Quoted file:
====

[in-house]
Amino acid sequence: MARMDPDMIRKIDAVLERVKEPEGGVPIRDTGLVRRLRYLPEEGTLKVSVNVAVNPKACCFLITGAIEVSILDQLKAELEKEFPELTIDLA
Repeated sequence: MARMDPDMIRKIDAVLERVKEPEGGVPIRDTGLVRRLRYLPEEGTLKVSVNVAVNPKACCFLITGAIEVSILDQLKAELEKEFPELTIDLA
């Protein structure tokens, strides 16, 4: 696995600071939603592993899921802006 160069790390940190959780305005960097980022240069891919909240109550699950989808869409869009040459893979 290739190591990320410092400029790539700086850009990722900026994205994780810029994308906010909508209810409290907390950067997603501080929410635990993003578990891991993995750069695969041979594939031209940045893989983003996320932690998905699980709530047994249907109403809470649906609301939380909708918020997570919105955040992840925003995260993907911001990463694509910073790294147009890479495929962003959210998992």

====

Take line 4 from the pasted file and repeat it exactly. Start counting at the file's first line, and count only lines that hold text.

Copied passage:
């Protein structure tokens, strides 16, 4: 696995600071939603592993899921802006 160069790390940190959780305005960097980022240069891919909240109550699950989808869409869009040459893979 290739190591990320410092400029790539700086850009990722900026994205994780810029994308906010909508209810409290907390950067997603501080929410635990993003578990891991993995750069695969041979594939031209940045893989983003996320932690998905699980709530047994249907109403809470649906609301939380909708918020997570919105955040992840925003995260993907911001990463694509910073790294147009890479495929962003959210998992």